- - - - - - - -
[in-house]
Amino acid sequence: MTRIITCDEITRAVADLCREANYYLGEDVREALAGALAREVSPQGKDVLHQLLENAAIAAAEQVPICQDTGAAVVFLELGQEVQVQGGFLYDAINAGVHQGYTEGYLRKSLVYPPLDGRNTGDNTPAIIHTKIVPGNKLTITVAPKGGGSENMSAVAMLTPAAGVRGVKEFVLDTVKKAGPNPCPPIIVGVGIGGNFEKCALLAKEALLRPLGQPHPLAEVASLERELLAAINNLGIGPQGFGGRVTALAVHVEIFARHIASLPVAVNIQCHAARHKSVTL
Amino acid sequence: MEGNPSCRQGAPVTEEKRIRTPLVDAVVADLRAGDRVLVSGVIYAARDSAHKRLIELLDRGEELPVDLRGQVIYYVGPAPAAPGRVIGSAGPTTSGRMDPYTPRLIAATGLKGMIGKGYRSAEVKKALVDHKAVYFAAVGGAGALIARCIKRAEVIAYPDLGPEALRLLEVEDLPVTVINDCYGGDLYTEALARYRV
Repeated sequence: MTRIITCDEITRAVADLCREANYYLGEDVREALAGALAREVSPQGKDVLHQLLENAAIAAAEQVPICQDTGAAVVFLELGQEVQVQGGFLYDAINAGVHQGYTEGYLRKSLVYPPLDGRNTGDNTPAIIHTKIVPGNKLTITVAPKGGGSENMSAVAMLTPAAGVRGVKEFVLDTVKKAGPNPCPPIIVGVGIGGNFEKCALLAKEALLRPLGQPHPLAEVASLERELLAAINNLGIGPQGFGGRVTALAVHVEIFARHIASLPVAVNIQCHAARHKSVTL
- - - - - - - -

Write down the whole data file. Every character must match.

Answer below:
[in-house]
Amino acid sequence: MTRIITCDEITRAVADLCREANYYLGEDVREALAGALAREVSPQGKDVLHQLLENAAIAAAEQVPICQDTGAAVVFLELGQEVQVQGGFLYDAINAGVHQGYTEGYLRKSLVYPPLDGRNTGDNTPAIIHTKIVPGNKLTITVAPKGGGSENMSAVAMLTPAAGVRGVKEFVLDTVKKAGPNPCPPIIVGVGIGGNFEKCALLAKEALLRPLGQPHPLAEVASLERELLAAINNLGIGPQGFGGRVTALAVHVEIFARHIASLPVAVNIQCHAARHKSVTL
Amino acid sequence: MEGNPSCRQGAPVTEEKRIRTPLVDAVVADLRAGDRVLVSGVIYAARDSAHKRLIELLDRGEELPVDLRGQVIYYVGPAPAAPGRVIGSAGPTTSGRMDPYTPRLIAATGLKGMIGKGYRSAEVKKALVDHKAVYFAAVGGAGALIARCIKRAEVIAYPDLGPEALRLLEVEDLPVTVINDCYGGDLYTEALARYRV
Repeated sequence: MTRIITCDEITRAVADLCREANYYLGEDVREALAGALAREVSPQGKDVLHQLLENAAIAAAEQVPICQDTGAAVVFLELGQEVQVQGGFLYDAINAGVHQGYTEGYLRKSLVYPPLDGRNTGDNTPAIIHTKIVPGNKLTITVAPKGGGSENMSAVAMLTPAAGVRGVKEFVLDTVKKAGPNPCPPIIVGVGIGGNFEKCALLAKEALLRPLGQPHPLAEVASLERELLAAINNLGIGPQGFGGRVTALAVHVEIFARHIASLPVAVNIQCHAARHKSVTL